Do you want to improve your speaking skills? Most English learners say they want to be able to speak more than anything else.
In this guide you will learn about:
- formal and informal speaking
- types of speaking practice
- skills to practise
- how to practise speaking online
- tips and strategies for speaking practice
- how to be a good speaker
- conversation topics
- types of questions in speaking exams
You can also consult the speaking glossary for any words about speaking that you don’t understand. It’s also important that you learn about pronunciation, a sub-skill of speaking.
- listening (← in)
- speaking (out →)
- reading (← in)
- writing (out →)
Formal versus informal speaking
Just like in your own language, the way you speak depends on who you are speaking to or with. Informal speaking situations include speaking with close friends, family workers and probably co-workers. Slang, idiom and relaxed pronunciation are more common in these situations. Small talk becomes less necessary when you are speaking with friends, but is considered polite in an informal situation with acquaintances. Sometimes your pace and volume shifts when you feel more comfortable. Formal situations require a different kind of language. Your speaking may even be rehearsed in some situations. You may feel nervous about saying everything properly. You must also consider manners and body language.
10 Speaking tips
- Listen first. Try not to think about what you are going to say as you’re listening. Focus on listening, then focus on responding.
- Make eye contact. It’s important to make eye contact when you’re listening and speaking. Even if you’re nervous, try not to look at the ground. If you’re doing a presentation, practise enough so that you don’t have to read every word from your notes. Visuals can help you in a presentation.
- Learn transitional phrases and useful expressions. You will keep your listeners’ attention if you know some key expressions that will make the conversation flow.
- Use gestures appropriately. If you’re in a foreign country, take time to learn about body language. Some gestures in your country may mean something different in another country.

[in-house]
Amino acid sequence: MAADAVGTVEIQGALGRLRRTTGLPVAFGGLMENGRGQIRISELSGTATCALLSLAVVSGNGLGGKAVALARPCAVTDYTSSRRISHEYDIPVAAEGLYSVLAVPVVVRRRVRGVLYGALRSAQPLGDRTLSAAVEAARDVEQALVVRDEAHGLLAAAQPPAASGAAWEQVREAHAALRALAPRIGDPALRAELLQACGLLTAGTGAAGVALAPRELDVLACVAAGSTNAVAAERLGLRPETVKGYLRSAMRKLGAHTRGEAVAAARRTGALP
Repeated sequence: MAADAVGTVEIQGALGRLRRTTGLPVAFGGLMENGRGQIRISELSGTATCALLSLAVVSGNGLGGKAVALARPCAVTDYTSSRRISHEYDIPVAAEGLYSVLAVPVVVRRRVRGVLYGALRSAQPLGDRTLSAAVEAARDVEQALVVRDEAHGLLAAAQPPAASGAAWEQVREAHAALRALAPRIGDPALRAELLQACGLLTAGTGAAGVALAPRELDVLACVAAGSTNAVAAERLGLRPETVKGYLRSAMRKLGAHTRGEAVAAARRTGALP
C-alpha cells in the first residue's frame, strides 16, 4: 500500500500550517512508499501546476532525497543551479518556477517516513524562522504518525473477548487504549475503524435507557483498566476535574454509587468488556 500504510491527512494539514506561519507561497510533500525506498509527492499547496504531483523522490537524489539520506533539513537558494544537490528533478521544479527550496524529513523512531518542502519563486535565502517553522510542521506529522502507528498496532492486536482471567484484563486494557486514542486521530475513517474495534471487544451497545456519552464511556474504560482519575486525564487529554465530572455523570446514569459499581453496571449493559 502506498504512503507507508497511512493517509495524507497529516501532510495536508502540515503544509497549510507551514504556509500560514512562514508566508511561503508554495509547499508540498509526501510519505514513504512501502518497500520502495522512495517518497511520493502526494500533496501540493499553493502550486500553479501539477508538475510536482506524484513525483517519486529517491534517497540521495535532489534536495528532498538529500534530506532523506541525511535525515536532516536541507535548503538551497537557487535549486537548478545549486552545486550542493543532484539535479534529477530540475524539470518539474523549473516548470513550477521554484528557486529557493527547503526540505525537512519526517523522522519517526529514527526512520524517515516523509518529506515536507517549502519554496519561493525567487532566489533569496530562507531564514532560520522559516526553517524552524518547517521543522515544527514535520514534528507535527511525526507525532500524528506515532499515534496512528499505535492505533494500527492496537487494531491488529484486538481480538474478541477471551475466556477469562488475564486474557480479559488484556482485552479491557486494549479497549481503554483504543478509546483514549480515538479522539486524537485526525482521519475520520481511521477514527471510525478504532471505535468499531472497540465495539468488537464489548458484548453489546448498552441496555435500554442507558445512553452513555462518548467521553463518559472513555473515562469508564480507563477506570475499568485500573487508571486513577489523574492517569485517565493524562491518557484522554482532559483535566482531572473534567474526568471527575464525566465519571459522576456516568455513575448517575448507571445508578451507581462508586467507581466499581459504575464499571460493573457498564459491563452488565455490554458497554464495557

- Relax. You don’t have to speak perfectly. Many native English speakers are also nervous when they have to speak out loud in a group or with people that they don’t know. Try not to show that you are nervous.
- Don’t say sorry. If you apologize for your English, people will expect it to be poor. Believe that you are a strong English speaker, and your listeners will believe it too. If you make a mistake, simply keep talking or correct yourself.
- Be yourself. Let your personality out! People will enjoy speaking with you because of who you are, not because of the language you speak.
- Keep it simple. As with writing it is important to speak in the simplest way you can. Don’t try to impress people with your large vocabulary. Use words and expressions that you are confident using.
- Pause and pace. Try not to speak too quickly, which may make it difficult for people to understand you. Listen to English speakers often to hear where natural pauses occur.
- Practise pronunciation, including word stress. One of the most important aspects of understanding each other’s spoken English is through the natural rhythm of our words and sentences. Native English speakers don’t think about word stress. They just speak. People who learn English as an additional language need to listen to English often in order to be able to use natural word stress.
sources : Original Link